Pope in Myanmar: All or nothing for the Rohingya
What's the big deal with a name?
In the case of the Rohingya, members of Myanmar's Muslim minority, it is all or it is nothing. That's why there was such anticipation surrounding the visit of Pope Francis this week.
Three months ago, as hundreds of thousands felt compelled to leave their homes and head toward the border with Bangladesh, the Pope denounced "the persecution of our Rohingya brothers" under a military crackdown described by the UN as "textbook ethnic cleansing".
Buddhist mobs have also been accused of taking part in the campaign of violence, after Rohingya militants launched deadly attacks on a number of police stations.
The Pope's comments, delivered in Rome, were consistent with previous statements on other atrocities.
He risked inflaming Turkish President Recep Erdogan when he described the mass murder of Armenians during World War One as "a genocide".
He has openly apologised for the silence of the Church during the 1994 genocide in Rwanda.
And for a Pope who has made advocacy for refugees and outreach to the Muslim world the two signature themes of his pontificate, it was not difficult to imagine him raising the sufferings of the Rohingya people, at a joint event with Myanmar's de facto leader, Aung San Suu Kyi, on Tuesday.
But he did not.
And the reason for why may be found in the fact that, to the government of Buddhist-majority Myanmar, also known as Burma, the term "Rohingya" is devoid of meaning.
Although Bengali-speaking Muslims have lived in Rakhine state for generations, they are not one of the nation's recognised ethnic groups, because the government regards them as illegal immigrants.
The Rohingya had enjoyed equal rights after Burma loosened itself from British rule in 1948.
But a critical moment for this community arrived in 1982 when the military junta decided to pass a law that identified eight ethnicities that would be entitled to citizenship. The Rohingya were not among them.
Suddenly, people who believed they were stake-holding citizens of the country were cast into the category of rootless pariahs.
The result has been the steady erosion of rights and status, coupled with persecution.
It also explains why, in their briefing of Pope Francis, Church leaders in Myanmar advised him against using the "R" word.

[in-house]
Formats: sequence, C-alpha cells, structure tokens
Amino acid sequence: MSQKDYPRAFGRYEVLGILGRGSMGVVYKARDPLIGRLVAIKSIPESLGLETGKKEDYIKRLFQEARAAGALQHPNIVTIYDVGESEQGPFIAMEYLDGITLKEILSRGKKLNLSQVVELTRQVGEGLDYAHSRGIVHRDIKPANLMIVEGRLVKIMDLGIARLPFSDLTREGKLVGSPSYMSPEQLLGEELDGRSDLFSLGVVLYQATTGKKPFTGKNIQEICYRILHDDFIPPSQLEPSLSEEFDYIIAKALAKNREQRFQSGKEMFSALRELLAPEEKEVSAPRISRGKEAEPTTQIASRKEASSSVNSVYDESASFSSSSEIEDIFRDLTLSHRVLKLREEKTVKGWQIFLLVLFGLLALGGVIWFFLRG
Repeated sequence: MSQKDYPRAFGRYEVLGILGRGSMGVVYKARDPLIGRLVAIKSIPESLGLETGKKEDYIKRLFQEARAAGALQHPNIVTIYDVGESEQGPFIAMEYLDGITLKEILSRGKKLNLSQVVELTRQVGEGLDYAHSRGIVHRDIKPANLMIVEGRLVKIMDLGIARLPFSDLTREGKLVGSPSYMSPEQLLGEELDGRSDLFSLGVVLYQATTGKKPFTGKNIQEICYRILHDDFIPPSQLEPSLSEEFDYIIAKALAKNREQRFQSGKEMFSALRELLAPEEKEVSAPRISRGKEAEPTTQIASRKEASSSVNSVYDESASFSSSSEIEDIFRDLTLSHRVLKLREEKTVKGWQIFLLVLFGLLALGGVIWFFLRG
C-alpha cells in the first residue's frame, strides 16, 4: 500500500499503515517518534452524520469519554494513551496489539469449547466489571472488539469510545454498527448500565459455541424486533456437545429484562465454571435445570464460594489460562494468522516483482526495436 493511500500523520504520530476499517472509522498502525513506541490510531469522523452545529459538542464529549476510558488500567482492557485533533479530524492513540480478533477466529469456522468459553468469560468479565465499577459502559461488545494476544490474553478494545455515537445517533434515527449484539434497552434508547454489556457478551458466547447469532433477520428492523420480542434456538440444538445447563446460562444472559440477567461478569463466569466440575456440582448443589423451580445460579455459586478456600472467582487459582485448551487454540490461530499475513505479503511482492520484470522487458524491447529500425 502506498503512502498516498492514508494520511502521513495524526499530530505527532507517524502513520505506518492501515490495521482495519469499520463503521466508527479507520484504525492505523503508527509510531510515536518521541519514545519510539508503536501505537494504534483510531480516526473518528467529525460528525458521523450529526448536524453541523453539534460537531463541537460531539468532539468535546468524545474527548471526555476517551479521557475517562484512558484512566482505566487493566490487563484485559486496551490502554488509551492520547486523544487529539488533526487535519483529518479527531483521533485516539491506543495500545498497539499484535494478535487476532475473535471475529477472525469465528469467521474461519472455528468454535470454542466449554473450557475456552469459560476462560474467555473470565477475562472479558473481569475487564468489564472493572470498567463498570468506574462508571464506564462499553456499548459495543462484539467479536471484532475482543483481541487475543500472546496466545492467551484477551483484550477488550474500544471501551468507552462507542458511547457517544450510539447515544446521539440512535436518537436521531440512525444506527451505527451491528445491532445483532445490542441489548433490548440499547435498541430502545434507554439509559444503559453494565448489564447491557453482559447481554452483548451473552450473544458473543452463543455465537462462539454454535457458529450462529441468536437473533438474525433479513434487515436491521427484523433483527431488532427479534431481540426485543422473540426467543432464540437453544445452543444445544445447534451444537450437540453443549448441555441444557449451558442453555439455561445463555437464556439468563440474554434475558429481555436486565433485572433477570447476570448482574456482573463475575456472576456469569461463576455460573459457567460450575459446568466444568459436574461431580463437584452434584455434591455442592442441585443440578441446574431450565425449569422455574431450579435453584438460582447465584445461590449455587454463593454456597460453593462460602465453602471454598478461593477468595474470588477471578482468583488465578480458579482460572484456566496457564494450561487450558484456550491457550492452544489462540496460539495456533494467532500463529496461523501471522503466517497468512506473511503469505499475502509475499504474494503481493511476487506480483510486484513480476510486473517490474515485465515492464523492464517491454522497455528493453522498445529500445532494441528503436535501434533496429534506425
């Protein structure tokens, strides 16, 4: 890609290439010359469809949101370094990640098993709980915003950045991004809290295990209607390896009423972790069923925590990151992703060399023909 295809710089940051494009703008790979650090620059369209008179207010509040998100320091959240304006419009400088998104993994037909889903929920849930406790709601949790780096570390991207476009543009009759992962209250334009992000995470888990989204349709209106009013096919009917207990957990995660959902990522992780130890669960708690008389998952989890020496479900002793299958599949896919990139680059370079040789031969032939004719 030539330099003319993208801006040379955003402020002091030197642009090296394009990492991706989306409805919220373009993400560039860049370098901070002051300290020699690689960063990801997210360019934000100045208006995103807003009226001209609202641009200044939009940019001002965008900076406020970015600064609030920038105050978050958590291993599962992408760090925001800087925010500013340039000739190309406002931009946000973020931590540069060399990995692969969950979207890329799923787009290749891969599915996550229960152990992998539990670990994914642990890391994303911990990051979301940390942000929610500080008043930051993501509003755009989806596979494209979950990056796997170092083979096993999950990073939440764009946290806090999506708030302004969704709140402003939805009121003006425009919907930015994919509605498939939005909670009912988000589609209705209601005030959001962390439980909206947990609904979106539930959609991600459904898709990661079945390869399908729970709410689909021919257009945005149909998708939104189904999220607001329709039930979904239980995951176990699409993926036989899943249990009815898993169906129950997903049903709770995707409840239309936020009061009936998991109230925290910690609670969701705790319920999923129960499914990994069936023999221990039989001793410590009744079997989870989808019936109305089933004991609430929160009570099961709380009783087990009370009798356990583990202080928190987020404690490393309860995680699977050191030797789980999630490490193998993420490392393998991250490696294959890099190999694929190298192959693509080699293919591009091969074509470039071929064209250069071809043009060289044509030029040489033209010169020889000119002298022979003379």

The most senior cleric in Myanmar, Cardinal Charles Bo, warned that if Pope Francis used the word or embarked upon a detailed description of suffering in Rakhine state, he would not only aggravate the situation for the Muslim minority, but also put the Christian minority at risk.
In addition to the advice of fellow clergy, there was also an unexpected development on Monday, a few hours after the papal plane landed at Yangon (Rangoon) airport.
There were the traditional greetings from Church leaders and local dignitaries, alongside a contingent of children, all gathered at the airport to cheer the Pope's arrival.
As he was taken to the archbishop's residence, the travelling press corps was told that the Pope would not have any further scheduled activities for the remainder of the day.
Then, during the afternoon, we learned that Pope Francis had gone to meet the commander of the Myanmar armed forces, Gen Min Aung Hlaing - a meeting that had been scheduled for Thursday. He would also meet four other senior military figures.
The meeting lasted about 20 minutes and concluded with an exchange of gifts, but there was no official readout of anything said at the gathering.
There was speculation that the army had wanted to meet the Pope before he engaged with Aung San Suu Kyi and other members of the civilian government.
On Tuesday morning, and without any notice, the head of the Myanmar army was quoted on an official website as saying there was no "ethnic discrimination" in his country.
Just as, to him, there are no Rohingya in his country.